Childhood overweight and obesity is a key public health priority( 1 ). It is increasingly recognised that parents' perceptions of their child's weight status is an important issue when planning public health interventions to reduce the prevalence of overweight and obesity. However, few studies have examined the association between parents’ perceptions of their child's weight status and their children's diet. The present study examined the association between parental perceptions of child weight status and child's diet.
Participants were members of the Gateshead Millennium Study( 2 ). Parental perception of their child's weight status was assessed using a questionnaire and compared against International Obesity Task Force cut-offs for childhood overweight and obesity( 3 ) when the children were aged 6–8 years old. Diet was assessed at age 6–8years old using the FAST food diary method( 4 ). Dietary patterns were identified using principal component analysis. The association between parental perception and dietary patterns was assessed using multivariate regression after adjustment for child's gender, child's weight status, maternal body mass index (BMI), maternal education and depivation status.
Of the 361 parents who provided data on their perception of their child's weight status and who had complete data on confounders and child's diet, 63 (17%) parents perceived their child's as being of ‘normal’ weight or ‘overweight’ when they were actually ‘overweight’ or ‘obese’, respectively. No parent overestimated their child's weight status. Parents who did not correctly perceive their child's weight status were more likely to be overweight or obese (68·3% vs. 45·0% of parents who perceived their child's weight correctly; P-value = 0·002), and have an overweight or obese child (100·0% vs. 6·4% of parents who perceived their child's weight correctly; P-value < 0·001).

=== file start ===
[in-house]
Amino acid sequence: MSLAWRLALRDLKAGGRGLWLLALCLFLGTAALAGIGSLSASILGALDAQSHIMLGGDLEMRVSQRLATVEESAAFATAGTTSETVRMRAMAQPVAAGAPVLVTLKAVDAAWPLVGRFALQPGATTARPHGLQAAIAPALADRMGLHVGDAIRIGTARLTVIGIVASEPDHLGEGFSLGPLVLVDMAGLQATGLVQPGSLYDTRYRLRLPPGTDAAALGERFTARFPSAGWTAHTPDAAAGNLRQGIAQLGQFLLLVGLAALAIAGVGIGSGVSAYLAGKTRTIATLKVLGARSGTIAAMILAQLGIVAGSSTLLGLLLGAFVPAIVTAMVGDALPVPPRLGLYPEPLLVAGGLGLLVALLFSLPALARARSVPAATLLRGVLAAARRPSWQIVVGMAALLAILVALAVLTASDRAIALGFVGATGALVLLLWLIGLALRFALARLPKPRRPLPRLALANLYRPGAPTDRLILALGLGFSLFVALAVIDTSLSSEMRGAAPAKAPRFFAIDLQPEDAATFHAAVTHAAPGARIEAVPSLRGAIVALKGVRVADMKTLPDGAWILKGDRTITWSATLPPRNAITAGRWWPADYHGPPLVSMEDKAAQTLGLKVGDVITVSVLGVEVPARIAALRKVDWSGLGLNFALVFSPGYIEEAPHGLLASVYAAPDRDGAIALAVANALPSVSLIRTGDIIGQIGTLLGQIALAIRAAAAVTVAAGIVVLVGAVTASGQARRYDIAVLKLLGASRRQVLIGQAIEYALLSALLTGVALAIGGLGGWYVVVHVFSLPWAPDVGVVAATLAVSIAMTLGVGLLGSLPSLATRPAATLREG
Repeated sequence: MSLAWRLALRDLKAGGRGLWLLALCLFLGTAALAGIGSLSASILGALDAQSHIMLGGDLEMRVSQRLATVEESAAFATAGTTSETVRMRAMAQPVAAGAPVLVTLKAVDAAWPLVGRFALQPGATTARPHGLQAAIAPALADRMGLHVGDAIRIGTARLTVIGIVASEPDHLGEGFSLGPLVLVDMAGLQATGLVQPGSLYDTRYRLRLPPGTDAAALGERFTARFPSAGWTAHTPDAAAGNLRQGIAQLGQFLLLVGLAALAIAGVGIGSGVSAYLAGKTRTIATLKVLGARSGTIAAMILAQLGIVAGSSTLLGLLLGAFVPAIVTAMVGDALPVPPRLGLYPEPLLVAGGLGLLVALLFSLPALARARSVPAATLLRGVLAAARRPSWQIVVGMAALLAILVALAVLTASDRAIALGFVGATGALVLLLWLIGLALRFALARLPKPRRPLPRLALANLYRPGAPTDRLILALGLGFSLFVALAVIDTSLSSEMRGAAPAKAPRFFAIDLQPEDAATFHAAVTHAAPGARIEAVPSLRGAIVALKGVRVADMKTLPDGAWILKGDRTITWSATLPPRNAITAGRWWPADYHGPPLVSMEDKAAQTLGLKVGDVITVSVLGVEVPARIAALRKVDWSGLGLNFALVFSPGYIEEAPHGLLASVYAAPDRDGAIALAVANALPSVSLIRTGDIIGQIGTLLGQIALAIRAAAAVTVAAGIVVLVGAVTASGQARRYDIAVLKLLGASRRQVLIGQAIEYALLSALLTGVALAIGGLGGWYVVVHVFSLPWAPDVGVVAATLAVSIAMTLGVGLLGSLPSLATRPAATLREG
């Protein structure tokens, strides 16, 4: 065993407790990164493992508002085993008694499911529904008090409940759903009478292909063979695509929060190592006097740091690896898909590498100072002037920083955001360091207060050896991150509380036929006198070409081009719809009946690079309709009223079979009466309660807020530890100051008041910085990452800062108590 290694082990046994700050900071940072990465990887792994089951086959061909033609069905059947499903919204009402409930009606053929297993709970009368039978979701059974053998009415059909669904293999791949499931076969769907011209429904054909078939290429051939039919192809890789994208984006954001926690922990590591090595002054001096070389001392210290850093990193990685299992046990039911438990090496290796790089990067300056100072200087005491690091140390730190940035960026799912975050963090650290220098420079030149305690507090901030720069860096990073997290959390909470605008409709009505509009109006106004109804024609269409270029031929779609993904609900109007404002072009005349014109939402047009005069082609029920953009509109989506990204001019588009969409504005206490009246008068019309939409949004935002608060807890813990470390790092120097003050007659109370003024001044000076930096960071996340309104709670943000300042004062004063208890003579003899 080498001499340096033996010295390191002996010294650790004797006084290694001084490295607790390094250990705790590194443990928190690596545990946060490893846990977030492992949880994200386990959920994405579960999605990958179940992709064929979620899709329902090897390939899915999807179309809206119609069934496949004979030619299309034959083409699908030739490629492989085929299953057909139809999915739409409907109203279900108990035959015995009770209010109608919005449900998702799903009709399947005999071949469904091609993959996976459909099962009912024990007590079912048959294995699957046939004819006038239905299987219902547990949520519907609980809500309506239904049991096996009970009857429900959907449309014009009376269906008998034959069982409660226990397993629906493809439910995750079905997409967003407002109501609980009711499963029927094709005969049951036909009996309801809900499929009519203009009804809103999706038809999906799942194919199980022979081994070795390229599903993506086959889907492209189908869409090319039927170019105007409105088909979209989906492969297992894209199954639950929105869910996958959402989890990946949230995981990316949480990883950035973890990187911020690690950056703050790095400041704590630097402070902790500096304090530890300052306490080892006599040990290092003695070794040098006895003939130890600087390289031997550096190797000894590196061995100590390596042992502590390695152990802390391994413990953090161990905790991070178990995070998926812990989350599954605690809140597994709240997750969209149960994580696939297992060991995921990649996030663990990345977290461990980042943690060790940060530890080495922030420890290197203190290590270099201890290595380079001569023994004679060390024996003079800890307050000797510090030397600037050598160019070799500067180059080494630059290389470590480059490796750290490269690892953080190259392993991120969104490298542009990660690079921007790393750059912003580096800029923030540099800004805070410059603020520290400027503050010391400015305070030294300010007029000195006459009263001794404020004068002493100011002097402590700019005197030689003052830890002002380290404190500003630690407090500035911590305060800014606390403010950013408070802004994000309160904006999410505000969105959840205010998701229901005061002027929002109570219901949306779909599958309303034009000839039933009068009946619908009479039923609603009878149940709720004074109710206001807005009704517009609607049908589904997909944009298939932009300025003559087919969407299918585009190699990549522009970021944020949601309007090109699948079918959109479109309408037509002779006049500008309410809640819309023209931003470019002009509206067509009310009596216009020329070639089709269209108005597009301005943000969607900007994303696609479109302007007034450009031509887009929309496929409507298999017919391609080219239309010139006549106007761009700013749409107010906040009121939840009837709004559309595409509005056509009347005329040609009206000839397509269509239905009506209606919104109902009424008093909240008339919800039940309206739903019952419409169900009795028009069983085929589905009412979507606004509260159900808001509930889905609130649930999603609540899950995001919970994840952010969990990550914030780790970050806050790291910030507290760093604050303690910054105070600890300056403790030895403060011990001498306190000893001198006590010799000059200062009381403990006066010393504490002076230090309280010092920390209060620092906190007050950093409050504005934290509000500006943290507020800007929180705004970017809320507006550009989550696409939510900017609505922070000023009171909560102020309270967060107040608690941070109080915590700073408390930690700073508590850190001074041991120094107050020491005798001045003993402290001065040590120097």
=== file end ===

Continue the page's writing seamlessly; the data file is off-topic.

Overall, four dietary patterns were derived accounting for 22·5% of variance of food intake. The first dietary pattern accounted for the largest proportion of variation in food intake (6·7%). This dietary pattern resembled a ‘healthy’ dietary pattern and had positive correlations with vegetables and whole-grain cereal intake, and negative correlations with refined cereals and chips. After adjustment for confounders, parents who did not perceive their child's weight correctly had children with a lower ‘healthy’ dietary pattern score compared to children whose parents correctly perceived their weight (β = −0·88; 95% CI: –1·7, –0·1; P-value = 0·028). This association was found despite a higher proportion of reduced-sugar carbonated drinks consumers amongst children whose parents incorrectly perceived their weight status compared to children whose parents perceived their weight correctly (52·4% vs. 33·6%; P-value = 0·005). No associations between parental perception and other dietary patterns were observed.
In conclusion, parental perception is an important predictor of children's diet. Parents who did not correctly perceive their child's weight status had children who scored lower on the ‘healthy’ dietary pattern, despite higher consumption of diet products such as reduced sugar carbonated drinks. These findings suggest parental perception as an important target for intervention. Further research is required to define parents' diets based on their perception status and to examine if a child's or parent's diet mediates the association between parental perception and child weight.